At the time of publishing the article in 2018, Schenberg explains that ketamine is the most studied substance, having been used as an anaesthetic for several decades. It has been tested in several Phase 2 and a few Phase 3 Randomised Controlled Clinical trials (RCTs) (i.e. a trial that compares groups of treatments to see if they work – see our glossary for more information about what this is – where phase 2 means tested mostly against usual treatments or nothing at all while phase 3 against best available standard treatments) – mostly for people with depression. However, ketamine also shows promising results in for people with obsessive-compulsive disorder, post-traumatic stress disorder (or PTSD), suicide, and alcohol and cocaine use disorders. Nine ‘Systematic reviews with meta-analyses’ (i.e. a summary of lots of individual studies/trials – again if you’re not sure what this means, check out our glossary) of clinical trials show few incidents of harm and short-term improvement in positive outcomes for most people.
MDMA is the second most researched psychedelic in clinical studies. It has been tested in seventeen phase 2 RCTs, with impressive results particularly in PTSD, but also social anxiety in adults with Autism, existential anxiety (i.e., so angst about big issues, such as life’s meaning), and alcohol use disorder, where again serious incidents of harm were rare.
Psilocybin comes in third. It has a very high safety record or ‘ratio’ and low risk when taken unsupervised according to eight trials for major depression, cigarette, alcohol, and cocaine use disorders, and existential anxiety about life-threatening diseases, including mostly cancer.
LSD, the most potent psychedelic used in clinical trials, has a very high safety record with long lasting effects and is unrelated to major health problems after unsupervised use. That said, it has only been looked at in two Phase 2 trials for people with existential anxiety who were terminally ill, where Schenberg the lack of research for this substance is because of stigma from large-scale recreational use since the 1960s. However, many previous studies show promising results, which led to psychedelic-assisted psychotherapy in the 1970s and treatments offering repeated low doses to improve psychoanalysis in recent years. In 2012 a systematic review with meta-analysis including studies over the last sixty years showed that LSD has potential for treating alcohol use disorders.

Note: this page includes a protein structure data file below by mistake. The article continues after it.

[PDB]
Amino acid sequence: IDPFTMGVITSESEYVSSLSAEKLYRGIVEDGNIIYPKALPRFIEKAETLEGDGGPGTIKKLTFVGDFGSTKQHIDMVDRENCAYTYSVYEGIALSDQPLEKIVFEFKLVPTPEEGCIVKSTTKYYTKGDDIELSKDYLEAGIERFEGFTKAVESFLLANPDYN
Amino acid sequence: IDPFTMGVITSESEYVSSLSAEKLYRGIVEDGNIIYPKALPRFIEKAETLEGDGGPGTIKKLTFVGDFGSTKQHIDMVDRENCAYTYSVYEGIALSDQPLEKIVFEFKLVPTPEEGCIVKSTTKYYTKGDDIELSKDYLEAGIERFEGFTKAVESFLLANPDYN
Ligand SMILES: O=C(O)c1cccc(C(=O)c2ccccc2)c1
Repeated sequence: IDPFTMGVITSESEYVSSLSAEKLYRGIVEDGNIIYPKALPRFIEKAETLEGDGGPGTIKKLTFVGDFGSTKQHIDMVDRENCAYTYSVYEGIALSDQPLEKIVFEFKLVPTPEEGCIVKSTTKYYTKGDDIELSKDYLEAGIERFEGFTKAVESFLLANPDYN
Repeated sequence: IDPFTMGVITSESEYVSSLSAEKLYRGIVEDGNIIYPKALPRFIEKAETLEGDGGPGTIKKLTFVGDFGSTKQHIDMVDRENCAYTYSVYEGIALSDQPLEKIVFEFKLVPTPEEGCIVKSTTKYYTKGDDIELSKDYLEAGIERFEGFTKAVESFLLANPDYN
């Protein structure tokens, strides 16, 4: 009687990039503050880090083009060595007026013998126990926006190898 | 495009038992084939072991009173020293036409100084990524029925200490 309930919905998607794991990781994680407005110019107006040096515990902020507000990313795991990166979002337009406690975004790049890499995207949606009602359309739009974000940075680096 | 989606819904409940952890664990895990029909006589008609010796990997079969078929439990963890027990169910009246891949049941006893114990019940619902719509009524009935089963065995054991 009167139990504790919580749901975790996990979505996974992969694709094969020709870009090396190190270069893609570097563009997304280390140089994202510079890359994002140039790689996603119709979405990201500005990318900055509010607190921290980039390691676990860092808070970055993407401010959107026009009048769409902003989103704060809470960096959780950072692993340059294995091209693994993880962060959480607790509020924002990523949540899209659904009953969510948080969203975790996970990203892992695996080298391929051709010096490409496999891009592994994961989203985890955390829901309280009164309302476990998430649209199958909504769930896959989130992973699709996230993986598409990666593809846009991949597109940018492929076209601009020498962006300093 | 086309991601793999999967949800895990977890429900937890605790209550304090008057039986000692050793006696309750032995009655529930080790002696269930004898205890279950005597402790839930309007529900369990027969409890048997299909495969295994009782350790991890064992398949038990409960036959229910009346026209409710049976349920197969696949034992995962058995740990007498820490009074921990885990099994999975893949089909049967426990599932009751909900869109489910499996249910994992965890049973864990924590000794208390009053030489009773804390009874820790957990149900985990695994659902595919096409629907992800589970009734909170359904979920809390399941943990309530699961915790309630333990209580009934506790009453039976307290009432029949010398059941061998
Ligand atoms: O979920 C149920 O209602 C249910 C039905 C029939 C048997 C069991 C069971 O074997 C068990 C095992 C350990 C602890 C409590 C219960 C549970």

Lastly, ibogaine has not yet been tested in clinical trials, and efforts to develop this treatment for people with opioid (i.e., heroin or fentanyl) addiction fizzled out in the 1990s. Compared with other psychedelics, there are important safety concerns about this drug, including heart problems. However, Schenberg makes the point that the seriousness of this type of addiction problem should encourage researchers to test the safety of the drug properly given the promising results with opioid and psychostimulant addiction so far.